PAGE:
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ARS Home » Plains Area » Lubbock, Texas » Cropping Systems Research Laboratory » Plant Stress and Germplasm Development Research » Research » Publications at this Location » Publication #315773

Research Project: Genetic Enhancement of Sorghum as a Versatile Crop

Location: Plant Stress and Germplasm Development Research

Title: Pedigreed mutant library- a unique resource for sorghum improvement and genomics

Author
item Xin, Zhanguo
item Jiao, Yinping - Cold Spring Harbor Laboratory
item Burow, Gloria
item Hayes, Chad
item Chen, Junping
item Emandack, Yves - US Department Of Agriculture (USDA)
item Ware, Doreen - US Department Of Agriculture (USDA)
item Burke, John

Submitted to: American Society of Agronomy
Publication Type: Book / Chapter
Publication Acceptance Date: 5/12/2015
Publication Date: N/A
Citation: N/A

Interpretive Summary: The book chapter summarized the sorghum mutagenesis works in the last 10 year at the Plant Stress and Germplasm Research Unit at Lubbock, Texas. Sorghum (Sorghum bicolor L. Moench) is a versatile crop used for food, feeder, fodder, and biofuel. Due to its superior resilience to drought and high temperature stresses and low soil fertility, sorghum is becoming increasingly important in meeting the growing need for food and energy in face of declining arable land and fresh water resources. Low grain yield and poor nutrition quality are two major factors that severely limit the increase in sorghum production. New resources are needed to genetically enhance this crop for multiple uses. We have developed a pedigreed mutant library in BTx623, the reference inbred line for generating the sorghum genome sequence. The library consists of 6,400 M4 seed pools, each of which was derived from an independently EMS-mutated M1 seed through single seed descent. The mutant library displays a wide range of visible phenotypes; and many are beneficial traits that have potential to be used as breeding materials to improve grain yield and quality. A minicore of 256 selected lines was subjected to whole genome sequencing on Illiminia HiSeq2000. About 2.1 million canonical EMS-induced G/C to A/T SNPs were discovered. Over 92% of the genes in the sorghum genome have either nonsynonymous mutation in the exonic or regulatory regions. This pedigreed mutant library will serve as a unique resource for selection of superior agronomic and nutritional traits and identifying their causal mutations for sorghum improvement and for elucidating gene function through isolation of mutant series for genes of interest by reverse genetic techniques.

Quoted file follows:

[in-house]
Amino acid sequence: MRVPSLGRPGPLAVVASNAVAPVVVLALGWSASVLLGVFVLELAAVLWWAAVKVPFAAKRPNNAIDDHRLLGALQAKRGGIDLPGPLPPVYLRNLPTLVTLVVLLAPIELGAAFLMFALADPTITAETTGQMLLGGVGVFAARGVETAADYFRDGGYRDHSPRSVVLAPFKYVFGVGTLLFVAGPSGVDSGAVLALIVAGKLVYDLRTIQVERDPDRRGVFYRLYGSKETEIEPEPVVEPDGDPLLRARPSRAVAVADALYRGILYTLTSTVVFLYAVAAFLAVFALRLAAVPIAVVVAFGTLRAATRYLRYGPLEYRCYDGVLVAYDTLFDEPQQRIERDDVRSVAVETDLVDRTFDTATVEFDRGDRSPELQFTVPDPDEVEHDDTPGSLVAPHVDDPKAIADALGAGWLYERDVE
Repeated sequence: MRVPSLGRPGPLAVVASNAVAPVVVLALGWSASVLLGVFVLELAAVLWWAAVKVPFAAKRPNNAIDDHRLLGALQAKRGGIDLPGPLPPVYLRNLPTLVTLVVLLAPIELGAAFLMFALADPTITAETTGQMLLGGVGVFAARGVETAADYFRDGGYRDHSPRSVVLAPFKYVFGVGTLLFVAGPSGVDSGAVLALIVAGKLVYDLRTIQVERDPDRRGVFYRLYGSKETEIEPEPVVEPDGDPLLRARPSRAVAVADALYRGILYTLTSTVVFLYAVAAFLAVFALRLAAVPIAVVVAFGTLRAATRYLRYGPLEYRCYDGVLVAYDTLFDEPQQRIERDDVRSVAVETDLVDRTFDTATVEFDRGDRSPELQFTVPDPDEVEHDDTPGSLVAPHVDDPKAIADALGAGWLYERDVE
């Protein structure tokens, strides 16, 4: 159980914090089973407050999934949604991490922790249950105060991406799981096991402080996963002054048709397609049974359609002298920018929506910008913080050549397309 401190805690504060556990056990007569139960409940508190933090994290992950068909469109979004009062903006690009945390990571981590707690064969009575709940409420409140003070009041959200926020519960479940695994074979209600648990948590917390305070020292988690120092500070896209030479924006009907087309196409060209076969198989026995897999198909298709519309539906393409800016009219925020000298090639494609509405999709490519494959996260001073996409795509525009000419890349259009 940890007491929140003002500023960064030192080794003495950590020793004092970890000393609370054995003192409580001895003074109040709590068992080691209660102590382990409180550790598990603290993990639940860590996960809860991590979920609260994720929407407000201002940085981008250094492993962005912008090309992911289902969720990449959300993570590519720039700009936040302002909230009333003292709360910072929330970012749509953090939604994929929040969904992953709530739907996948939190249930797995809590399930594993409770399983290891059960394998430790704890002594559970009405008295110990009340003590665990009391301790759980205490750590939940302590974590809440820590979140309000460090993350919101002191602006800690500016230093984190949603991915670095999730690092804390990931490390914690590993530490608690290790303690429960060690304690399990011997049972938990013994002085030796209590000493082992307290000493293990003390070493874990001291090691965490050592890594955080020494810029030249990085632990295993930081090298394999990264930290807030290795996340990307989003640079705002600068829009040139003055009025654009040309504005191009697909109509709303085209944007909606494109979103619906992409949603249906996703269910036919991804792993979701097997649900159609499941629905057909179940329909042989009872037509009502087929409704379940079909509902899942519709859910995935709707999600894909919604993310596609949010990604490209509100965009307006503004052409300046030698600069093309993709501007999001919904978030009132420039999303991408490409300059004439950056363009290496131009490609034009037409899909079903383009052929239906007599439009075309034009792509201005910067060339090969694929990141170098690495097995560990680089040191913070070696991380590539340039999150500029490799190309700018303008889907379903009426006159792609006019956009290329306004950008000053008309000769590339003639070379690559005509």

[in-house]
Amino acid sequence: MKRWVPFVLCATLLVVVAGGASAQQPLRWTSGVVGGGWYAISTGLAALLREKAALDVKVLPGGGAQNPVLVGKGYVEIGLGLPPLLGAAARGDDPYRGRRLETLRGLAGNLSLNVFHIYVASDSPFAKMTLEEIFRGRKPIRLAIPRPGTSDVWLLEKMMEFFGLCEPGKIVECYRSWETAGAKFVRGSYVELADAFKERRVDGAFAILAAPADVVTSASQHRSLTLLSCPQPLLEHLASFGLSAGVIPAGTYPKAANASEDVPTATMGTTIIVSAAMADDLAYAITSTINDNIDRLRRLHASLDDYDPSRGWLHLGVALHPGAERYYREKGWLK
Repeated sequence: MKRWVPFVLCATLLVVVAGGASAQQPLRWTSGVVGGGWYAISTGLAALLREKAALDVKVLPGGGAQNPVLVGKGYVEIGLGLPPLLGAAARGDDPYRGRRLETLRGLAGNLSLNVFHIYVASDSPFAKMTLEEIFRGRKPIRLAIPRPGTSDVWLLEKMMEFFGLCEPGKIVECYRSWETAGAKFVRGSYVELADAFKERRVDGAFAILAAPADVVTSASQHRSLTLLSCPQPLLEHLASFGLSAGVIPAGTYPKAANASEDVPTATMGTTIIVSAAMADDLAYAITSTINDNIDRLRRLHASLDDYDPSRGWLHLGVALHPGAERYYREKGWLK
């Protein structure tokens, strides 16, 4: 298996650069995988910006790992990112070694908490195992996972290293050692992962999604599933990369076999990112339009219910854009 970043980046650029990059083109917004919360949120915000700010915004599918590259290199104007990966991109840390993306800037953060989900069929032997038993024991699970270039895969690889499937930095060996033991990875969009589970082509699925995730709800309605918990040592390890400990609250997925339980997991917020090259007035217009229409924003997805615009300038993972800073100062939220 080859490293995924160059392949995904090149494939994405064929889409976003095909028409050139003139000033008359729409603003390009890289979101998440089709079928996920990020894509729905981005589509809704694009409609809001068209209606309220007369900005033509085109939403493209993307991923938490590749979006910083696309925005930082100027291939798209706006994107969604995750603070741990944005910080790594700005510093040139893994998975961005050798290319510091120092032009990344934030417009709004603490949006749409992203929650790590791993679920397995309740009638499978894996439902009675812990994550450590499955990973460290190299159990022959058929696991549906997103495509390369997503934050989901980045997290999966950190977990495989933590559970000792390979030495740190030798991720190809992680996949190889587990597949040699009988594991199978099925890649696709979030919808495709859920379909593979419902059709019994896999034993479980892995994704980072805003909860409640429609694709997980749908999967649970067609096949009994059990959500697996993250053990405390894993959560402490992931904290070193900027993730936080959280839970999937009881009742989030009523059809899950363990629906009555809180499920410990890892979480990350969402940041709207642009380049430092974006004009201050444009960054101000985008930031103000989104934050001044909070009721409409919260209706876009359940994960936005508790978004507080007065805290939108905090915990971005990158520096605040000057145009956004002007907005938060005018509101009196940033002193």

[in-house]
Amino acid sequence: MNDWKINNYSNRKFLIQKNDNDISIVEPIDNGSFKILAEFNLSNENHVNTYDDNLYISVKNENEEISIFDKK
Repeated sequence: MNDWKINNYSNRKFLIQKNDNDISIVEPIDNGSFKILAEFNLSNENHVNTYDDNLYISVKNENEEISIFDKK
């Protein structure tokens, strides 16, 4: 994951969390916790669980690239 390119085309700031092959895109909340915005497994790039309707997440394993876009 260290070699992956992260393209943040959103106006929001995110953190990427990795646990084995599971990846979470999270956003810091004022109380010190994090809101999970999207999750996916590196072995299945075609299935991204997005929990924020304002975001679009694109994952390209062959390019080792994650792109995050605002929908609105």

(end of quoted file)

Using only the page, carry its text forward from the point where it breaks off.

Technical Abstract: Sorghum (Sorghum bicolor L. Moench) is a versatile crop used for food, feeder, fodder, and biofuel. Due to its superior resilience to drought and high temperature stresses and low soil fertility, sorghum is becoming increasingly important in meeting the growing need for food and energy in face of declining arable land and fresh water resources. Low grain yield and poor nutrition quality are two major factors that severely limit the increase in sorghum production. New resources are needed to genetically enhance this crop for multiple uses. We have developed a pedigreed mutant library in BTx623, the reference inbred line for generating the sorghum genome sequence. The library consists of 6,400 M4 seed pools, each of which was derived from an independently EMS-mutated M1 seed through single seed descent. The mutant library displays a wide range of visible phenotypes; and many are beneficial traits that have potential to be used as breeding materials to improve grain yield and quality. A minicore of 256 selected lines was subjected to whole genome sequencing on Illiminia HiSeq2000. About 2.1 million canonical EMS-induced G/C to A/T SNPs were discovered. Over 92% of the genes in the sorghum genome have either nonsynonymous mutation in the exonic or regulatory regions. This pedigreed mutant library will serve as a unique resource for selection of superior agronomic and nutritional traits and identifying their causal mutations for sorghum improvement and for elucidating gene function through isolation of mutant series for genes of interest by reverse genetic techniques.